Growing Pains

No matter how it may feel, the first nine weeks are not completely indicative of how the rest of the year will go.


digital art by Julia Poppa

The start of the school year may feel like an emotional roller coaster, but there is some hope.

Kristen Kinzler, Co-Editor-in-Chief

This time last year, I was a junior looking at my first quarter grades and wondering exactly what I had gotten myself into. I was actually happy with my overall results, but thinking about how much stress, anxiety, and grueling work went into what, in my head, felt like mediocre scores forced me to dread what the rest of the year would bring. I questioned my course load, and my mental health, and if I even wanted to try so hard anymore. 

As the first quarter wraps up my senior year, I’m faced with the same feelings of doubt and inadequacy. I don’t know if I’m immune to the perks, or if it’s the sometimes crippling weight of a worsening pandemic, but senior year, personally, has been the most stressful academically.

But, this time around, I do have one advantage. I know that, even though it may not feel like it right now, things get better.

There’s a misconception that the first nine weeks is the best of them all. Class content is traditionally easier, teachers are more lenient, and everything just seems to move a little slower. Teachers and students alike tend to believe that if a student can’t handle the first test or essay, they have no chance of doing well later in the year.

At least in my experience, however, this is not the case. As many times as I’ve gotten upset or questioned if I belonged in a certain academic atmosphere at the beginning of a school year, I’ve also found my footing and ended up being just fine.

One of my biggest complaints about our school district is that, despite the wealth of opportunities and resources, North Allegheny doesn’t feel like a place that extends its students any room for error. Because there are a lot of talented kids who are successful at lot of different things, it’s easy to feel incompetent, and it’s easy for teachers and administrators to expect near-perfection even at the beginning of the year. 

Unfortunately, this creates an imaginary cut-off in classes between the people who can comprehend material effortlessly or have more experience in that subject and those who need a little more time or are in a brand new environment. Both students may be equally intelligent and qualified, but removing any opportunity for growth makes the latter feel like they just don’t belong.

It can be intimidating to be that kid — to sit in a class that you were told you’re supposed to be in and thought you could handle but feel like you don’t have the inherent skills necessary to succeed.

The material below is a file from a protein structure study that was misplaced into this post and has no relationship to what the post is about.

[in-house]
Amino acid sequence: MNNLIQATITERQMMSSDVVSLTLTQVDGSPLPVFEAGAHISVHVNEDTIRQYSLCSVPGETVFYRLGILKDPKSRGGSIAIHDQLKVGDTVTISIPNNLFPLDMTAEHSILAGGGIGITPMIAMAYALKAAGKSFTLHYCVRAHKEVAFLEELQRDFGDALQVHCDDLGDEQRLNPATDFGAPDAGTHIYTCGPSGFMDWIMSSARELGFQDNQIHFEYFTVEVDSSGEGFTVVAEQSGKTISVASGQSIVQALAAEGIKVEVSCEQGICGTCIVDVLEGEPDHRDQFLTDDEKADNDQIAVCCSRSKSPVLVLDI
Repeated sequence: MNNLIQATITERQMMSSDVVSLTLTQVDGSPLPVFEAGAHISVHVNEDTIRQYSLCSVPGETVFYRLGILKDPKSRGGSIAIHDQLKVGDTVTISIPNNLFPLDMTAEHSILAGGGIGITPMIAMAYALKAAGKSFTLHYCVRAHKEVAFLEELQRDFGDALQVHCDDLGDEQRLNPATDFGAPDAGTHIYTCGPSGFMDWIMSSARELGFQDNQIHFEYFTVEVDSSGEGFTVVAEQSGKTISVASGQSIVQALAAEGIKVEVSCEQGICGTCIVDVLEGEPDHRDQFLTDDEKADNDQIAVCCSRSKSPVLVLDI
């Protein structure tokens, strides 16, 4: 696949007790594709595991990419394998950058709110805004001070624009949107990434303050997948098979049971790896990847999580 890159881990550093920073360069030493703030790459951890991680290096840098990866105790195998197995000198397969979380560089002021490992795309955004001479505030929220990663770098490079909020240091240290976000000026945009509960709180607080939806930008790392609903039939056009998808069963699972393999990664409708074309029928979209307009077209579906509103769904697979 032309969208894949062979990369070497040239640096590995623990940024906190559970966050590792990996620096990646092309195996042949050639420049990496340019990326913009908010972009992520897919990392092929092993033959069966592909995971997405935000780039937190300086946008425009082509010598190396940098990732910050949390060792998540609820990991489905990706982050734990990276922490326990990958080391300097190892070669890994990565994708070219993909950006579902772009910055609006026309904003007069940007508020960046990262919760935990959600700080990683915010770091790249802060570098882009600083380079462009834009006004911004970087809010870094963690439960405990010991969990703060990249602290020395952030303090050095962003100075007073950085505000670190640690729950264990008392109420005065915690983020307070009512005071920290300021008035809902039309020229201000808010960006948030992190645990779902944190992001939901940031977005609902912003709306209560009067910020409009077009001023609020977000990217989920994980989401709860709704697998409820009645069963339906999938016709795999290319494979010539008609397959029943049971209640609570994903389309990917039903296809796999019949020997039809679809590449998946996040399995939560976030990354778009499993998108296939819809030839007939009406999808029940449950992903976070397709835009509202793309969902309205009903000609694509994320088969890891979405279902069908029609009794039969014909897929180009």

However, this attitude discounts all the other lessons we can learn over the course of a school year. It discounts hard work and dedication. It says that, no matter what, a person cannot get better at studying or figure out how to master a certain kind of test. And that is fundamentally wrong.

You have the ability to adapt to your course load, find new ways to comprehend information, and, hopefully, gain some academic confidence.”

Heading into junior year last year, I probably wasn’t ready for some of my classes. I wasn’t a perfect student, as I struggled with studying for particular subjects and writing more advanced English essays. 

But through experience and proper time management and just the act of showing up every day, I got better. And as I got better, it got easier. The successive grading periods reflected that.

Even though senior year and some of the courses I’m taking also feel like a rude awakening, I know they’ll get easier, too.

The first nine weeks isn’t the be-all and end-all. You have the ability to adapt to your course load, find new ways to comprehend information, and, hopefully, gain some academic confidence. You’ll also have time to figure out to proceed while learning remotely, which is a challenge all on its own.

Not to mention, as the school year goes on, a lot of things fall into perspective. I’m not encouraging you to stop caring about your classes, but I can promise that every AP Chem test will feel a lot less like the end of the world in a few months. Even if it doesn’t get easier, your stress levels will go down.

Right now is the time of our lives when we’re supposed to be developing skills and figuring out how to navigate the adult world. Please don’t let the environment at this school take that away from you.

To be honest, the whole reason I can write this article is that I’m not above these worries and insecurities, but I’m finally at a place where I realize their irrationality. I also recognize that a lot of my peers deal with similar emotions, and there’s a kind of relief in knowing other people feel the same way you do.

So, no matter how you feel about how the first nine weeks went or the anxiety you have about what’s to come, don’t underestimate your power to improve. Have some faith in yourself. Growing pains are completely normal, but the best thing about them is that they always pass eventually.